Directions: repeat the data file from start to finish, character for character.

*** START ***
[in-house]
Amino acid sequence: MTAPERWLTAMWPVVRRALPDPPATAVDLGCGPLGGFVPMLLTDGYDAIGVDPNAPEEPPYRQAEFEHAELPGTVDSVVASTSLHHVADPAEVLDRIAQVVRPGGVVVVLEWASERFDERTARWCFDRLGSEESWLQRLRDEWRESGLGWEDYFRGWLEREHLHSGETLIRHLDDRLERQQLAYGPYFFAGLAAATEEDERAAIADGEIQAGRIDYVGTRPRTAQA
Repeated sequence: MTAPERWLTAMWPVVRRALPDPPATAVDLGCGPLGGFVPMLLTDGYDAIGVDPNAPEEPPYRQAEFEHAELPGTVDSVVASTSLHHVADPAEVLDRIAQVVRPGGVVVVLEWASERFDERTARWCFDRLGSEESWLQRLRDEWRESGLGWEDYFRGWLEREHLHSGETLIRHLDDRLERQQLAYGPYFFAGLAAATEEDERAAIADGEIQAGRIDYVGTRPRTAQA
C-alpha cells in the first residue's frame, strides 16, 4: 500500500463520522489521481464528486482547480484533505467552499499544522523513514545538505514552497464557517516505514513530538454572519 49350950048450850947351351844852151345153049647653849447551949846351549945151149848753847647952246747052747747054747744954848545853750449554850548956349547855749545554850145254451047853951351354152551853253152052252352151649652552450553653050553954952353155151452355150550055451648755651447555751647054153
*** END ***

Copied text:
[in-house]
Amino acid sequence: MTAPERWLTAMWPVVRRALPDPPATAVDLGCGPLGGFVPMLLTDGYDAIGVDPNAPEEPPYRQAEFEHAELPGTVDSVVASTSLHHVADPAEVLDRIAQVVRPGGVVVVLEWASERFDERTARWCFDRLGSEESWLQRLRDEWRESGLGWEDYFRGWLEREHLHSGETLIRHLDDRLERQQLAYGPYFFAGLAAATEEDERAAIADGEIQAGRIDYVGTRPRTAQA
Repeated sequence: MTAPERWLTAMWPVVRRALPDPPATAVDLGCGPLGGFVPMLLTDGYDAIGVDPNAPEEPPYRQAEFEHAELPGTVDSVVASTSLHHVADPAEVLDRIAQVVRPGGVVVVLEWASERFDERTARWCFDRLGSEESWLQRLRDEWRESGLGWEDYFRGWLEREHLHSGETLIRHLDDRLERQQLAYGPYFFAGLAAATEEDERAAIADGEIQAGRIDYVGTRPRTAQA
C-alpha cells in the first residue's frame, strides 16, 4: 500500500463520522489521481464528486482547480484533505467552499499544522523513514545538505514552497464557517516505514513530538454572519 49350950048450850947351351844852151345153049647653849447551949846351549945151149848753847647952246747052747747054747744954848545853750449554850548956349547855749545554850145254451047853951351354152551853253152052252352151649652552450553653050553954952353155151452355150550055451648755651447555751647054153